IMPLICIT LEARNING OF LATIN STRESS REGULARITIES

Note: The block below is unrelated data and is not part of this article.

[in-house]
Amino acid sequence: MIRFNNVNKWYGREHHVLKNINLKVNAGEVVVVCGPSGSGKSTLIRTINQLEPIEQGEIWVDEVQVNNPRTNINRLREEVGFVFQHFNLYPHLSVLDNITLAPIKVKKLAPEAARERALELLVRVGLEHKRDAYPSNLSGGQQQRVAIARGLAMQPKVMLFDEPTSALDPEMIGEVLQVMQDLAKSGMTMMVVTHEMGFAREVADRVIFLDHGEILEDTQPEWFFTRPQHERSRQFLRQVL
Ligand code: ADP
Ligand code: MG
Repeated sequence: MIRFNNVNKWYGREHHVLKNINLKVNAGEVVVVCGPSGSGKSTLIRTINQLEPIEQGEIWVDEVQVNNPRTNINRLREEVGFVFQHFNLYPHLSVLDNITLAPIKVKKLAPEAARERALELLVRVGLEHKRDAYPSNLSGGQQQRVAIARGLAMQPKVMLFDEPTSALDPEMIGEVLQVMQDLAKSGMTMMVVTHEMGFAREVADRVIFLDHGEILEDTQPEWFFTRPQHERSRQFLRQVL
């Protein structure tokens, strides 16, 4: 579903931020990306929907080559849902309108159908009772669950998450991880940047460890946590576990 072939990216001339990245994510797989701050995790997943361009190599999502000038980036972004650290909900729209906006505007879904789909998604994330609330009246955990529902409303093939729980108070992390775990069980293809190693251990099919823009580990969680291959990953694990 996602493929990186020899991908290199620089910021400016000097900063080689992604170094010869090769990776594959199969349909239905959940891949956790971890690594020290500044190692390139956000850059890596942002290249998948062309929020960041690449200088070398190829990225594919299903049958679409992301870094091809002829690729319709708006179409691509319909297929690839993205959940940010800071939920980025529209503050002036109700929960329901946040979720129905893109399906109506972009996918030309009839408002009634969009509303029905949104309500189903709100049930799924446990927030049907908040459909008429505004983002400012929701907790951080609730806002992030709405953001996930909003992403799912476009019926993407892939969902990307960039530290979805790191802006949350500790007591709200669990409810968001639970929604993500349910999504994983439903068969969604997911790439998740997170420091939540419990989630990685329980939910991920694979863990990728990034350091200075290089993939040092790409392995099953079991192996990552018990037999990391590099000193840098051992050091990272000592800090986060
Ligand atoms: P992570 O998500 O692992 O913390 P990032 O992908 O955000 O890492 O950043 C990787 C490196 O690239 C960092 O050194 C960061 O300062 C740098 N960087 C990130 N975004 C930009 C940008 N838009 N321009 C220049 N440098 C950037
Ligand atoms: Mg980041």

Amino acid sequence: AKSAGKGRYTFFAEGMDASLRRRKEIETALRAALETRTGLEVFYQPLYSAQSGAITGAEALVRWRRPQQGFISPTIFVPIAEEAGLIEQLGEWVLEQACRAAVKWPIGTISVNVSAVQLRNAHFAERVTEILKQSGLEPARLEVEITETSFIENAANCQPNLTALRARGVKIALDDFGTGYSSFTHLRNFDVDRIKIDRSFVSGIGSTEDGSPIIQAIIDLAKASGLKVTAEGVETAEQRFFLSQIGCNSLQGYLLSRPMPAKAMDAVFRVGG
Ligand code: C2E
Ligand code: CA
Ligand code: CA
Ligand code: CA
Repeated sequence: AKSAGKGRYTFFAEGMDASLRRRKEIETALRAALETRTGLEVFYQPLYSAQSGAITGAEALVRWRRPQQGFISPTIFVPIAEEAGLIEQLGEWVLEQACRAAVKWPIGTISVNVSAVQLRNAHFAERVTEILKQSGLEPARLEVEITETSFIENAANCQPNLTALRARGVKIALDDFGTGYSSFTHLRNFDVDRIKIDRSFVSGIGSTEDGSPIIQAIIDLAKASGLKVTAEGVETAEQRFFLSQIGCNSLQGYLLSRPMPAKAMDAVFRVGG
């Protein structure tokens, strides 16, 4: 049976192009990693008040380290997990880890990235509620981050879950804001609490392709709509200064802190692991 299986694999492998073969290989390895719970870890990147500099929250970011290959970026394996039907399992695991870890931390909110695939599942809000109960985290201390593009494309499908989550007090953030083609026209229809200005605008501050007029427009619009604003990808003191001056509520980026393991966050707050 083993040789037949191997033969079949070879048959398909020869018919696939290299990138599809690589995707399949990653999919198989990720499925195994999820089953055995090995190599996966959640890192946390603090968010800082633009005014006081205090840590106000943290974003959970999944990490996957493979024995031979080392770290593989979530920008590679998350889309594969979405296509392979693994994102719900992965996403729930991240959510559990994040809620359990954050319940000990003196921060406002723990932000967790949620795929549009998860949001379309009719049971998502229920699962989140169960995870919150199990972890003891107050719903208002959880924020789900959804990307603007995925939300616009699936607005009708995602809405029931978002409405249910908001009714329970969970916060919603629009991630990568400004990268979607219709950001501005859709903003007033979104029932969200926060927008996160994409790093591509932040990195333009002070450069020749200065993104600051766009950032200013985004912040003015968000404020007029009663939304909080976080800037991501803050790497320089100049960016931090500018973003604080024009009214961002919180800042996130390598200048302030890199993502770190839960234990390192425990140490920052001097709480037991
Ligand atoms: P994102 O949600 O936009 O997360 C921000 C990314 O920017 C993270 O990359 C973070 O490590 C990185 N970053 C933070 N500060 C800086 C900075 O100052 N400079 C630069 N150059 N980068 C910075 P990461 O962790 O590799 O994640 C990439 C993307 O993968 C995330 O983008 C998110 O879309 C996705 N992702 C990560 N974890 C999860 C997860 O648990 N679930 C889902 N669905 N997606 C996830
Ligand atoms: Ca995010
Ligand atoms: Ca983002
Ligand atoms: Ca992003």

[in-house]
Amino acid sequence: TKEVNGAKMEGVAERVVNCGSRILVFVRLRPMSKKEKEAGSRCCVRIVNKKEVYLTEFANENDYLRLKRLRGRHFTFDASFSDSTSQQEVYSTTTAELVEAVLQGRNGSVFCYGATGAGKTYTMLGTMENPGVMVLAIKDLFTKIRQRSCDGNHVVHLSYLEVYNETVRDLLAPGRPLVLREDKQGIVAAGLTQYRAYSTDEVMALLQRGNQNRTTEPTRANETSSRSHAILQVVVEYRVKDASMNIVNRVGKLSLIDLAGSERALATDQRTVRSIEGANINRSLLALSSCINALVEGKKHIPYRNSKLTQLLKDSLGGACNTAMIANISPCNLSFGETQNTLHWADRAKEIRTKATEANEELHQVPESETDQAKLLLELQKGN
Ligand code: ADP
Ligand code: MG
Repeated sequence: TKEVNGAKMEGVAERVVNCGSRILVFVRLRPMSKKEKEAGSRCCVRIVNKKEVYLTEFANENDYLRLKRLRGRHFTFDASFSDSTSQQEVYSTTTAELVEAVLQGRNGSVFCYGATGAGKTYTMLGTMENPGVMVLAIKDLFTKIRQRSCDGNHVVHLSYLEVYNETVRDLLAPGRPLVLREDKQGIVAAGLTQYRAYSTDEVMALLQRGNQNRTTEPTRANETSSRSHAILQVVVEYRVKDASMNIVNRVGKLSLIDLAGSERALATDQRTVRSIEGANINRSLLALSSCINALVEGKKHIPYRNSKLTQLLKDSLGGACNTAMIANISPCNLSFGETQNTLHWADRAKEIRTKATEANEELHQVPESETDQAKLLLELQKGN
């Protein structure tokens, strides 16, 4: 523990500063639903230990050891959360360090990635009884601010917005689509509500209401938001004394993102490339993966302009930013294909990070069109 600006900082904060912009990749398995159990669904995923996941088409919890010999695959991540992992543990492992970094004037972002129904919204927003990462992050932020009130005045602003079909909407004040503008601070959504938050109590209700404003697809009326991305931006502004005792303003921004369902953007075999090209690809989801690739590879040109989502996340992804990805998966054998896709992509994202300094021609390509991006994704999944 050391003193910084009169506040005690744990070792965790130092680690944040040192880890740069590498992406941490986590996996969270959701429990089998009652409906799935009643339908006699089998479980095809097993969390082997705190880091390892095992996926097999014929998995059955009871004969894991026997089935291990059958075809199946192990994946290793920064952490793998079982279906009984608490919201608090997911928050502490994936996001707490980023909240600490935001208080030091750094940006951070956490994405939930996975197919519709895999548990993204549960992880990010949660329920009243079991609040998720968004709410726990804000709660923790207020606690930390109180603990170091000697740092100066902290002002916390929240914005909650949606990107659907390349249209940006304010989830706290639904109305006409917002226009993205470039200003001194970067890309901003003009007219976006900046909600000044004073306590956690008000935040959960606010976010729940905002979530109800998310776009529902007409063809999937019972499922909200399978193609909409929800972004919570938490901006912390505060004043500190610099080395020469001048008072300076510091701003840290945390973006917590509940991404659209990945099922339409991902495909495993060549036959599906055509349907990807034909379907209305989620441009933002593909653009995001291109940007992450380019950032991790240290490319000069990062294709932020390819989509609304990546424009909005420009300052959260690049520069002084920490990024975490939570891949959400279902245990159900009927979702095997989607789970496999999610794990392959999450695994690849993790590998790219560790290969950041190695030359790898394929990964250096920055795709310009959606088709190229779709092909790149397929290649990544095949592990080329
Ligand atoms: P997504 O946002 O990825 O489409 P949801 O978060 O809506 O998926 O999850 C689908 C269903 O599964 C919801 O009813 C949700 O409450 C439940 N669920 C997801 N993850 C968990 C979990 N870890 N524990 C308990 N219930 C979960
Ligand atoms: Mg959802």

This study examines whether Japanese native (L1) listeners can implicitly learn stress pattern regularities, not present in their L1, after a brief auditory exposure. In the exposure phase, the participants listened to and repeated words bearing stress patterned after Latin, but with a highly restricted consonant inventory. They performed a judgment task designed to test whether they had learned the relevant stress pattern regularities from the brief listening experience. We assessed participants' awareness of the inherent stress regularities by analyzing confidence in making decisions and by verbal report. Results suggest that although participants remained unaware of the underlying stress regularities they performed significantly above chance in endorsing correctly stressed novel items even when they claimed to be guessing. In addition, there was no difference in confidence between correct and incorrect judgments. These results suggest that brief exposure resulted in implicit knowledge of abstract stress assignment rules. However, participants rejected correctly stressed words that contained consonants that were not present in the test phase. On the basis of this finding, we speculate that in the acquisition of second language phonology, a violation at the segmental level may be deemed more costly than a violation in the prosodic domain.
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